Monetary and financial statistics: The Central Bank (CBvS) uses the standardized report forms (SRFs) to regularly report data for the central bank and other depositary corporations (ODCs) on a monthly basis. The CBvS does not report the SRF for other financial corporations. There have been important improvements to quality and timeliness of monetary and financial statistics. The surveys for the central banks and ODCs and depository corporations are disseminated on the CBvS’s website within five weeks of the reference month.

Suriname does not report financial soundness indicators (FSIs) to the Statistic Department (STA) for dissemination on the IMF’s FSI website. The authorities are encouraged to adopt the FSI methodology for reporting Suriname’s FSIs to STA on regular basis.
External sector: The Central Bank has made important progress in the compilation of quarterly balance of payments and International Investment Position (IIP) statistics. The current classification and methodology of the Balance of Payments Manual, Fifth Edition (BPM5) is adopted to the extent that national data sources have permitted and the authorities are looking forward to the transition to the sixth edition of the Balance of Payments and International Investment Position Manual (BPM6). With the aim of embracing new statistical initiatives, the CBvS reported for the first time in 2013, quarterly IIP pertaining to 2012 for dissemination purposes in the Fund’s International Financial Statistics (IFS) and national publications. The authorities also reported to the World Bank in June 2014 for the first time the Quarterly External Debt Statistics (QEDS), which are available on its website.

Going forward, the CBvS should formulate a medium term strategy to improve the compilation and coverage of: a) foreign direct investment; b) services (freight, insurance and pension services, financial, and other business services), with particular emphasis on travel through the implementation of a recurrent survey in coordination with the Suriname Tourism Office, and; (c) remittances through non-formal channels, using the annual household survey by Suriname Statistics Office (ABS). Estimates of the components of the financial account (especially private external debt) also need to be improved.
II. Data Standards and Quality
Suriname participates in the GDDS.
III. Reporting to STA
Suriname currently does not report fiscal statistics for inclusion in either International Financial Statistics, or the Government Financial Statistics Yearbook.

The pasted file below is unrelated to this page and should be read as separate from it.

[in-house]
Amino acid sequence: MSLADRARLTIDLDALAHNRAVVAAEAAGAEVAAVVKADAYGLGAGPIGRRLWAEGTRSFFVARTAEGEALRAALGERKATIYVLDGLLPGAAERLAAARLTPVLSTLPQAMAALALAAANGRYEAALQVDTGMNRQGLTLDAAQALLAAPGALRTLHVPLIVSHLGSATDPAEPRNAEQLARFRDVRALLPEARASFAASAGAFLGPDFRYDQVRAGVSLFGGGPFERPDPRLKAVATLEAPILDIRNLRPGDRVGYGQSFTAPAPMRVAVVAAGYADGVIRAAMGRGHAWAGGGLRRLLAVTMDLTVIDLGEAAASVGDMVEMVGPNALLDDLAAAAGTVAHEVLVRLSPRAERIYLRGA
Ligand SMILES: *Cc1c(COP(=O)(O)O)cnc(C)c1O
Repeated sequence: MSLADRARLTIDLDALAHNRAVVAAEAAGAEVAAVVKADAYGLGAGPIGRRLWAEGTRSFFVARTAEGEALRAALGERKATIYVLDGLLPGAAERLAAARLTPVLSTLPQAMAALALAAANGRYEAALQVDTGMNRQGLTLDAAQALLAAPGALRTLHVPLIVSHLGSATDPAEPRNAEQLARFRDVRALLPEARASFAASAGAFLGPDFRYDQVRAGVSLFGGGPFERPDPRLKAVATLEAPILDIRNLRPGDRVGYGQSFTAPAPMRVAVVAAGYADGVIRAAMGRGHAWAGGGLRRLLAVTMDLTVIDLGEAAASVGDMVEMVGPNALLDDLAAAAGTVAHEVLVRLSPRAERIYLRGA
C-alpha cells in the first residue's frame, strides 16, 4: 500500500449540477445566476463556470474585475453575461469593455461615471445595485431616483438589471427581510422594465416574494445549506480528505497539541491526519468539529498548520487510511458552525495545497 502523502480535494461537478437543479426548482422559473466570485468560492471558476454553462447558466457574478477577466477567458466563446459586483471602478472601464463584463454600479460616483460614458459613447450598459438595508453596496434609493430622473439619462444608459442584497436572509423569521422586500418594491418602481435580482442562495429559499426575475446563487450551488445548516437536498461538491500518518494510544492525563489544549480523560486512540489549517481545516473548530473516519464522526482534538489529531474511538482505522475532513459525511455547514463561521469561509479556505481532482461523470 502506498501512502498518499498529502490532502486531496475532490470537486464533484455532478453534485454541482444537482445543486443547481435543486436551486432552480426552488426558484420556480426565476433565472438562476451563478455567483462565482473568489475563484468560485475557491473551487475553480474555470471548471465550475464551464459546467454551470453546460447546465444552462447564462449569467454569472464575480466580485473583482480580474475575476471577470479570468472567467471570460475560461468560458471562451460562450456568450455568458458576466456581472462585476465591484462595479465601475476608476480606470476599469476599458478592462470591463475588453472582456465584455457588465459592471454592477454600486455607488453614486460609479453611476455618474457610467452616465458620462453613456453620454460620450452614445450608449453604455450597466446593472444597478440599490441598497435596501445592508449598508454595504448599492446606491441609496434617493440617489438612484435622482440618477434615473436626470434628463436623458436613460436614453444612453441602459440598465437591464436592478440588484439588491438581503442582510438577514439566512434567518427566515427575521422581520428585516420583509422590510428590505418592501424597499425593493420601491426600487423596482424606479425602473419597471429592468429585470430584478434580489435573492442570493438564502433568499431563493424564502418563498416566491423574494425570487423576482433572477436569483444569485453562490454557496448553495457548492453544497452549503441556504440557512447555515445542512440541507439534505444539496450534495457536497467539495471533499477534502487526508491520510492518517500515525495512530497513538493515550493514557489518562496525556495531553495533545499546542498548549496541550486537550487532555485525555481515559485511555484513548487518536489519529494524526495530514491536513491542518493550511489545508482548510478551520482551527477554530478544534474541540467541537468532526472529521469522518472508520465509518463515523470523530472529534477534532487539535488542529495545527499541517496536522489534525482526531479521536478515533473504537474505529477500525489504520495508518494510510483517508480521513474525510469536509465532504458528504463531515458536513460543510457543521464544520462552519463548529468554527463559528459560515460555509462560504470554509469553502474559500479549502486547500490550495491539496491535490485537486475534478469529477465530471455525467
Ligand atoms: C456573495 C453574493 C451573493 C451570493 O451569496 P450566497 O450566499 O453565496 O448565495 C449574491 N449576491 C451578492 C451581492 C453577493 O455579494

Suriname: Table of Common Indicators Required for Surveillance(As of June 30, 2014)
Date of latest observationDate receivedFrequency of Data7Frequency of Reporting7Frequency of publication7
Exchange Rates6/146/14DDD
International Reserve Assets and Reserve Liabilities of the Monetary Authorities15/146/14MMonthly Less than 1 month lagM
Reserve/Base Money5/146/14MMonthly Less than 1 month lagM
Broad Money5146/14MMonthly with 6-7 weeks lagM
Central Bank Balance Sheet5/14614MMonthly Less than 1 month lagM
Consolidated Balance Sheet of the Banking System4/146/14MMonthly with 6-7 weeks lagM
Interest Rates25/146/14MMonthly with 6-7 weeks lagM
Consumer Price Index5/147/14MMonthly Less than 1 month lagM
Revenue, Expenditure, Balance and Composition of Financing3 – General Government4NANANANANA
Revenue, Expenditure, Balance and Composition of Financing3 – Central Government45/146/14MII
Stocks of Central Government and Central Government-Guaranteed Debt54/146/14MMM
External Current Account BalanceQ1/146/14QQQ
Exports and Imports of Goods and ServicesQ1/146/14QQQ
GDP/GNP20126/14AAA
Gross External Debt4/146/14QQQ
International Investment Position6Q1/20146/14QQQ

Any reserve assets that are pledged of otherwise encumbered should be specified separately. Also, data should comprise short-term liabilities linked to a foreign currency but settled by other means as well as the notional values of financial derivatives to pay and to receive foreign currency, including those linked to a foreign currency but settled by other means.

Both market-based and officially-determined, including discount rates, money market rates, rates on treasury bills, notes and bonds.

Foreign, domestic bank, and domestic nonbank financing.

The general government consists of the central government (budgetary funds, extra budgetary funds, and social security funds) and state and local governments.

Including currency and maturity composition.

Includes external gross financial asset and liability positions vis-à-vis nonresidents. The authorities have commenced reporting quarterly data on a regular basis, starting with the 2014Q1 data.

Daily (D); Weekly (W); Monthly (M); Quarterly (Q); Annually (A); Irregular (I); Not Available (NA).

Any reserve assets that are pledged of otherwise encumbered should be specified separately. Also, data should comprise short-term liabilities linked to a foreign currency but settled by other means as well as the notional values of financial derivatives to pay and to receive foreign currency, including those linked to a foreign currency but settled by other means.

Both market-based and officially-determined, including discount rates, money market rates, rates on treasury bills, notes and bonds.

Foreign, domestic bank, and domestic nonbank financing.

The general government consists of the central government (budgetary funds, extra budgetary funds, and social security funds) and state and local governments.

Including currency and maturity composition.

Includes external gross financial asset and liability positions vis-à-vis nonresidents. The authorities have commenced reporting quarterly data on a regular basis, starting with the 2014Q1 data.

Daily (D); Weekly (W); Monthly (M); Quarterly (Q); Annually (A); Irregular (I); Not Available (NA).

When a member has overdue financial obligations outstanding for more than three months, the amount of such arrears will be shown in this section.